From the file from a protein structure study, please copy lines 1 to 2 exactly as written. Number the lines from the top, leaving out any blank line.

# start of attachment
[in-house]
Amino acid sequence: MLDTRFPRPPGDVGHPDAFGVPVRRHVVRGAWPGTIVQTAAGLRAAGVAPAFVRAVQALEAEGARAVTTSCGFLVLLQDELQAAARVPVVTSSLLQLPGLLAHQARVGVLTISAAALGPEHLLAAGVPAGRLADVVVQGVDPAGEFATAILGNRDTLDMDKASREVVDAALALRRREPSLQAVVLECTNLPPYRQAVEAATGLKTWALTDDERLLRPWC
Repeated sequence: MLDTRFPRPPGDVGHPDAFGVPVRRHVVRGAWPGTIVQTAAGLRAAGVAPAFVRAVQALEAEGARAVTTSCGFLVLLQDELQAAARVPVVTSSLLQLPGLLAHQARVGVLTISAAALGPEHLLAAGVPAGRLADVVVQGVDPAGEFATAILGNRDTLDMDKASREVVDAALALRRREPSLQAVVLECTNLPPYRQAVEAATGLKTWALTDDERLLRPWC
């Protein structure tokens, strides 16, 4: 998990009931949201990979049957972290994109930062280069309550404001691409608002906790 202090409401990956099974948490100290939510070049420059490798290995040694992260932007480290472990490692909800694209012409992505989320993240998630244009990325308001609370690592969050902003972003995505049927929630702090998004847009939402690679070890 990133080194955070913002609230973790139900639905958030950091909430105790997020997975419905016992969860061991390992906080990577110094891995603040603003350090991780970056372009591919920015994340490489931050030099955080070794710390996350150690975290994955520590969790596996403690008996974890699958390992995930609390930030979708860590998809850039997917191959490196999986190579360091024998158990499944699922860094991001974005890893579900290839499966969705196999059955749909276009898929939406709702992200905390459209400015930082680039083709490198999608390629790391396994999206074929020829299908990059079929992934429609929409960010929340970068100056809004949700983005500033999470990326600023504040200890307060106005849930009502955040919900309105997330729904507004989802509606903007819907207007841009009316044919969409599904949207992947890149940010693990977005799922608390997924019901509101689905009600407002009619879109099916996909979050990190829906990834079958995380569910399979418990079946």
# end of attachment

[in-house]
Amino acid sequence: MLDTRFPRPPGDVGHPDAFGVPVRRHVVRGAWPGTIVQTAAGLRAAGVAPAFVRAVQALEAEGARAVTTSCGFLVLLQDELQAAARVPVVTSSLLQLPGLLAHQARVGVLTISAAALGPEHLLAAGVPAGRLADVVVQGVDPAGEFATAILGNRDTLDMDKASREVVDAALALRRREPSLQAVVLECTNLPPYRQAVEAATGLKTWALTDDERLLRPWC